Michael Davar is a senior associate in the International Dispute Resolution and Litigation practices of Squire Patton Boggs in London. His cases have set English legal precedent. The Legal 500 2023 features Michael as a key lawyer for both international arbitration and commercial litigation. He is also a named arbitrator in the Georgian International Arbitration Centre’s list of arbitrators, and a supporting member of the London Maritime Arbitration Association. He regularly speaks in conferences and for industry groups, and is the co-author of several legal volumes.
Michael sat down with us to discuss what first attracted him to the field, his observations about the world of arbitration and share insights and recommendations for aspiring lawyers.
Young EFILA: What attracted you to a career in arbitration?
Michael Davar: The work, the challenge, and the clients. Arbitration puts you in the driving seat. Unless you are instructed by a particularly sophisticated client – and even then – it is your skill, your strategy, and your analysis that is relied upon. Merge that with the quality of the individuals who practice arbitration, and the varied and interesting clients you represent – there is no better segment of the legal industry to work in. The only caveat is that, in my opinion, this goes for complex international disputes generally. Despite my preference for arbitration – disputes will include litigation, which is just as varied, challenging and interesting.
YE: How are arbitration practitioners different from lawyers specialised in other fields?
MD: I am not able to answer this with any real clarity. I have only ever specialised in disputes. With this caveat, from what I have seen, arbitration (and dispute practitioners generally) are in the driving seat. Most others are not. Deal makers and commercial lawyers, for example, incorporate the commercial terms that have been pre-agreed by clients – potentially with their involvement. Arbitration and dispute practitioners are, by contrast, there to sort out a potential mess or deal with a mess once it has arisen. Client instructions will, of course, be fundamental – but the strategy, the tactics, and the manner in which the client’s goals are achieved; well, that is up to you. The client will rely on you for this.
Additionally, because arbitration (and dispute) practitioners typically start off with very broad practices, any possible issue can arise. Disputes can arise in all industries. That means dealing with clients who are completely different from one another. From different countries and different cultures. Witnesses whose style will be completely foreign to you and who will use their own lingo to communicate. Similarly, you will deal with experts from a whole variety of different fields and will learn the nuts and bolts of specific topics you never knew existed.
Finally, in arbitration – unlike in many other fields of practice – you operate truly globally. Arbitration can be seated anywhere. The dispute can be governed by different substantive and procedural laws. You may, in one case, have to submit on a Middle Eastern law you have no experience in, whilst in another, a European law, you also have no experience in. What ties it all together is the practice of arbitration.
YE: Who influenced your career the most?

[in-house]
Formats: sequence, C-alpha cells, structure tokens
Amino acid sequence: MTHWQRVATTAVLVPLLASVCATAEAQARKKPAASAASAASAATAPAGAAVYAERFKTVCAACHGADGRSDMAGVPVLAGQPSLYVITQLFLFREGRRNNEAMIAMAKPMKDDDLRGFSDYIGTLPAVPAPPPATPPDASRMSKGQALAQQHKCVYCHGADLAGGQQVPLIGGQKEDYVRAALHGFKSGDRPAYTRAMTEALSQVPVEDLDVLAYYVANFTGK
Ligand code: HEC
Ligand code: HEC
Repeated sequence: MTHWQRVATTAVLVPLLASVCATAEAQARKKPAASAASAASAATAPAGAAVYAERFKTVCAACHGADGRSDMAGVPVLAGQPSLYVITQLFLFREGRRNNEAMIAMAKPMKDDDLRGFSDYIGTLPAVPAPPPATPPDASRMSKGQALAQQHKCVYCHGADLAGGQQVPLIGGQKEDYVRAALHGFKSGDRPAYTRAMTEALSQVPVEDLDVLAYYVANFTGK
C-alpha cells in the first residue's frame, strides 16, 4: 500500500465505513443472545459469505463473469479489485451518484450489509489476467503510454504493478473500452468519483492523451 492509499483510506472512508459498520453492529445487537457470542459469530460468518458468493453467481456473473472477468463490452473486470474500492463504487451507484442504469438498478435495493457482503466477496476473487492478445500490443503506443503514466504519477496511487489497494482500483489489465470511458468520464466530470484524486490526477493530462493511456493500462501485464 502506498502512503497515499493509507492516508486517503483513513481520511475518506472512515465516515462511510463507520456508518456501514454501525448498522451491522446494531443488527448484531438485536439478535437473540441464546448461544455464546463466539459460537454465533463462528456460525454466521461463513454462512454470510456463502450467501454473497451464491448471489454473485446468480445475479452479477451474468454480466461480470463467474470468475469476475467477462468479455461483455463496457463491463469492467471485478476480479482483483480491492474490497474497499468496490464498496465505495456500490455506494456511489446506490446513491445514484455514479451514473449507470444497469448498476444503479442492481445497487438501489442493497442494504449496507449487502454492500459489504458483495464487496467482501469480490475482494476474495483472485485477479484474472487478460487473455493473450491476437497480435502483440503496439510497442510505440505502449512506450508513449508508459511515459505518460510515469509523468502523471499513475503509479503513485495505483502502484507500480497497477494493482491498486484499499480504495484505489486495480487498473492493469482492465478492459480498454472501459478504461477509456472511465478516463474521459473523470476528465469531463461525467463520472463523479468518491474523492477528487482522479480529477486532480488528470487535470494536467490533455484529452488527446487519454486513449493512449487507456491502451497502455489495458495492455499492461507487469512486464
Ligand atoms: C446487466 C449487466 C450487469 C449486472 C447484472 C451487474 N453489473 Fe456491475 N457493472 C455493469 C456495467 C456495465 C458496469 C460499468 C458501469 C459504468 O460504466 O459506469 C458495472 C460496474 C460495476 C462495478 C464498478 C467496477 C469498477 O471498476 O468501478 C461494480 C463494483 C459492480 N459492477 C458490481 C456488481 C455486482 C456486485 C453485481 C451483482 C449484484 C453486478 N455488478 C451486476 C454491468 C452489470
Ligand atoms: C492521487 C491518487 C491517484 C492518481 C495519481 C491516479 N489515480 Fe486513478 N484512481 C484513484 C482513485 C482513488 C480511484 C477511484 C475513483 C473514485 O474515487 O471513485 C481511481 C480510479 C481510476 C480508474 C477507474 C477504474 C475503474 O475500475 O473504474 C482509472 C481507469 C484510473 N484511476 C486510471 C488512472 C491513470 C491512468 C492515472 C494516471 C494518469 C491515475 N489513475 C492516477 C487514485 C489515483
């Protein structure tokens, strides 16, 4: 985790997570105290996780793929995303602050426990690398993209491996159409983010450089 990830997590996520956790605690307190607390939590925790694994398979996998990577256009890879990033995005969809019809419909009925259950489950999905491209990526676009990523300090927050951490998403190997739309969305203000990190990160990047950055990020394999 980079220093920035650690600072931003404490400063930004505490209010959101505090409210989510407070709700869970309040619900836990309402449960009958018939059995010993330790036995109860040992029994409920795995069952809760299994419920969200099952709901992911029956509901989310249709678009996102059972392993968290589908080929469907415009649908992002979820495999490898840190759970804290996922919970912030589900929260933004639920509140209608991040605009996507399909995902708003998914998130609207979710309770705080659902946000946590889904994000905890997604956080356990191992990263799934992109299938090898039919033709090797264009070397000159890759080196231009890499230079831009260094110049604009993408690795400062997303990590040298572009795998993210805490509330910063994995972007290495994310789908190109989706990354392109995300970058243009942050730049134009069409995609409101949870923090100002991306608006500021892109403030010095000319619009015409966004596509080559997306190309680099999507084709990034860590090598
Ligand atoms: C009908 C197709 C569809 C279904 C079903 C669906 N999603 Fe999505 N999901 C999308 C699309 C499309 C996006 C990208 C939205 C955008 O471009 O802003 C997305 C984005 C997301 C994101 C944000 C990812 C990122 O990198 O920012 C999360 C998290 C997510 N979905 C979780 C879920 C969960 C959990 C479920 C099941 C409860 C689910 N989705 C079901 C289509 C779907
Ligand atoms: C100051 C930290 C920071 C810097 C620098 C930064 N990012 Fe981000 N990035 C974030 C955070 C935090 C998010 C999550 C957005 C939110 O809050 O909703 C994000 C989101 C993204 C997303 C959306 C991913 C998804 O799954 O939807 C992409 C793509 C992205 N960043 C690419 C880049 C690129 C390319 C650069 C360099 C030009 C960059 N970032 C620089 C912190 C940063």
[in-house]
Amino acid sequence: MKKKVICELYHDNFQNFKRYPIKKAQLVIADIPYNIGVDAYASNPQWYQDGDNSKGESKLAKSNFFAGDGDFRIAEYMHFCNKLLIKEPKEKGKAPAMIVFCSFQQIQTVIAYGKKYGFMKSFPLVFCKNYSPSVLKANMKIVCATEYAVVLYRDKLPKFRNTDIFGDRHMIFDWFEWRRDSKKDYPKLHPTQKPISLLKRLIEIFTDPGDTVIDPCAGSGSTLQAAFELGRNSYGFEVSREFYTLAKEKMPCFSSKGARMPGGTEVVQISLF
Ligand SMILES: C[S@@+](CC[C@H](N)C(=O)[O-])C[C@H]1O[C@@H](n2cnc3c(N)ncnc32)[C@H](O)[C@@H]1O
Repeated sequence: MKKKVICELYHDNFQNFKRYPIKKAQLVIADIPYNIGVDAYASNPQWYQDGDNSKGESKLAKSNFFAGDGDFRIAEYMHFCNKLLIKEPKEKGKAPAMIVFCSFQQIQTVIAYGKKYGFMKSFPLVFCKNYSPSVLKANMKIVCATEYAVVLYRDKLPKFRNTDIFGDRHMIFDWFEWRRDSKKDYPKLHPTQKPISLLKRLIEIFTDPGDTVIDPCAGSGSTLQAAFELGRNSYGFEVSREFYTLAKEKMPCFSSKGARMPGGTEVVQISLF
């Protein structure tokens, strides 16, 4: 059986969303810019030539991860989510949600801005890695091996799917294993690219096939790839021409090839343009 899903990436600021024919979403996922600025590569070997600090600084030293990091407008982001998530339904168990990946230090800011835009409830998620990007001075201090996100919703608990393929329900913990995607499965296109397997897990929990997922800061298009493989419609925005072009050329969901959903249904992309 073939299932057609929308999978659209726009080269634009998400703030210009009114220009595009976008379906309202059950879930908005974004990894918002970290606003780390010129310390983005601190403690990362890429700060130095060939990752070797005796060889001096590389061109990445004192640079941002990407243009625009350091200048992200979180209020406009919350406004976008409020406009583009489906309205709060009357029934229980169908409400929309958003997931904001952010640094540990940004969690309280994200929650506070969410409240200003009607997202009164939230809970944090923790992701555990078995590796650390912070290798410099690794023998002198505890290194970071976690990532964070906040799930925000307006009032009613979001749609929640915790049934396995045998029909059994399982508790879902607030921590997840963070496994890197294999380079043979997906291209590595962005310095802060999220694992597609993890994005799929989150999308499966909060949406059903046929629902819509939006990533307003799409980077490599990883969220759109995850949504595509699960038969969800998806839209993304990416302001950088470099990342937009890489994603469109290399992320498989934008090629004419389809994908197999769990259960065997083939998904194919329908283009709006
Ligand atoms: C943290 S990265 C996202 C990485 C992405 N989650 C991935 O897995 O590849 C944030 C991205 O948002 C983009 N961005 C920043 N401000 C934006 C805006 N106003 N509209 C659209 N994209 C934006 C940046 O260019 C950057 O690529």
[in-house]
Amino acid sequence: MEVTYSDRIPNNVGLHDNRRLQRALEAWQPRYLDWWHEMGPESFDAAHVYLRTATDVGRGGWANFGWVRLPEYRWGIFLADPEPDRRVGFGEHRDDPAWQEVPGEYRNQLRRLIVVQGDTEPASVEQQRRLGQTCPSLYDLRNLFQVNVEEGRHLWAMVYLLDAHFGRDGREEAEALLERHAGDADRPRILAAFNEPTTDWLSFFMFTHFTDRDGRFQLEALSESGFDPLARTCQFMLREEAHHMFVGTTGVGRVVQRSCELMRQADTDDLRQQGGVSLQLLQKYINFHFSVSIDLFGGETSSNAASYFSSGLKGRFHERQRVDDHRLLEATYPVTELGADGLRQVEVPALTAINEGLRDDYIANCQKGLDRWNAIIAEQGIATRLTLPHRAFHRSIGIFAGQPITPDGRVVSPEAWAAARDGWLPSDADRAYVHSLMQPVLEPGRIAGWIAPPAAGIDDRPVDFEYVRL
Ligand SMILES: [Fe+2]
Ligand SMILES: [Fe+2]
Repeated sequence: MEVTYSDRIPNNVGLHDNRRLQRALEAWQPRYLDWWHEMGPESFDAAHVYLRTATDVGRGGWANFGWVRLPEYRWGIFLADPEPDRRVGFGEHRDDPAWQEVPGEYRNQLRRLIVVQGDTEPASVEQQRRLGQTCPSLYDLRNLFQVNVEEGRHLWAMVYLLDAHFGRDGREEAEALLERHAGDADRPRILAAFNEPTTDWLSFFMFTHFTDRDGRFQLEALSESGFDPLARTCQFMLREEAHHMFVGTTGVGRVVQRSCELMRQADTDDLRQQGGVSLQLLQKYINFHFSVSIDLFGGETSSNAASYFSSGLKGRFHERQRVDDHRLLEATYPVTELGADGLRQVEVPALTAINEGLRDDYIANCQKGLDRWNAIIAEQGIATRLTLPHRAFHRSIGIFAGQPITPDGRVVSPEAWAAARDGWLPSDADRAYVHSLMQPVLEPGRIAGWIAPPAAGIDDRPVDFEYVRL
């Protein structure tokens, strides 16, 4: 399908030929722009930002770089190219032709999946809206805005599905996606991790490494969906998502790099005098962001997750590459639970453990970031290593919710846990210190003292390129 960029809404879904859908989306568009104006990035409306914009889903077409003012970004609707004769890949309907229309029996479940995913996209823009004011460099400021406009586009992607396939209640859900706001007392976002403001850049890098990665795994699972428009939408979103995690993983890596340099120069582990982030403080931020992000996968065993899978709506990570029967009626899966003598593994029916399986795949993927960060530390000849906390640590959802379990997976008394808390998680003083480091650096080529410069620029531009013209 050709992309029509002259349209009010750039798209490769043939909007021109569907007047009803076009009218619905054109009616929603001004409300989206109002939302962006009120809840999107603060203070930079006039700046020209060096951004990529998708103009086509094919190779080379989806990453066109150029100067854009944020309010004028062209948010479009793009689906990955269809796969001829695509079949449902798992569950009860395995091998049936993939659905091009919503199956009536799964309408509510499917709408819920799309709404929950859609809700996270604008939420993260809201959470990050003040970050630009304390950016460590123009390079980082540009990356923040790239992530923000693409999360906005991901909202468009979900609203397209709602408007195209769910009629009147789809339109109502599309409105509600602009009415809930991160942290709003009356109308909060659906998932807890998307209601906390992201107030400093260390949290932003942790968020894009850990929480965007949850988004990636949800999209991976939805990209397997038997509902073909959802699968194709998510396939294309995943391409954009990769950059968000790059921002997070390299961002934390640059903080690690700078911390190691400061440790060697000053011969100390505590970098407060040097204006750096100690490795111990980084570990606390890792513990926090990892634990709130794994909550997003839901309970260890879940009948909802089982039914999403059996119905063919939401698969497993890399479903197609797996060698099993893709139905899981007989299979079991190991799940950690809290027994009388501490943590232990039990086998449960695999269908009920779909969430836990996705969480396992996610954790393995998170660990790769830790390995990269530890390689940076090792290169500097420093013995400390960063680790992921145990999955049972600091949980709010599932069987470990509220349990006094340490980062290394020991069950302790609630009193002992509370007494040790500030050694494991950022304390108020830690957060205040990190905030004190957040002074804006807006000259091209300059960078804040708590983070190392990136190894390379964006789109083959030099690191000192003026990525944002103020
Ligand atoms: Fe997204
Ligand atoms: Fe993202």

MD: There are a number of individuals who I will not name here. However, they practised both arbitration and litigation. One was a particularly excellent commercial lawyer. He knew his clients better than they knew themselves. He knew and understood their industry and was always fiery in their defence. Another I learnt a huge amount from was more strategic thinking and a great manager. A final one worth mentioning was an intellectual with an exceptional experience, and quite simply a brilliant person. They all had a part to play in my development and in how I decided to develop as a practitioner, a manager, and a person.
In general, everyone – however junior or senior they may be – has something to offer. I will always continue to listen and learn, both from those who are more experienced than I am, as well as those just learning the ropes.
YE: What qualities and skills make a good arbitration lawyer?
MD: I would say, the starting point is a real interest in the law. This is fundamental. Then, hard work, a desire to become better, and a proactive nature will certainly help make you a good arbitration lawyer.
Finally, I think it is getting the experience. Make sure you soak up everything you see. The strategies adopted. What worked, what did not. You have to be humble. You may not always be the smartest in the room, and you may not always be right. However, you can make sure you are the smartest in the room or that you are right the next time that same issue arises.
YE: What advice do you have for someone looking to improve their public speaking skills?
MD: Investigate the topic. Know it back to front. Write a full script. Practice out loud until you only need a few cheat sheets. Be comfortable in your style – but again – always learn from those you think do it well.
You will be brilliant.
YE: Please recommend to our readers a book that you’ve enjoyed and tell them why they should read it.
‘The World for Sale’ by Javier Blas and Jack Farchy. It is a book about the history and growth of commodity traders. It is both easy to read and fascinating. A real treat.
YE: Thank you for your time, Michael!
**** This interview was conducted by Ioana Maria Bratu and forms part of Young EFILA’s Interview Series with Arbitration Practitioners ****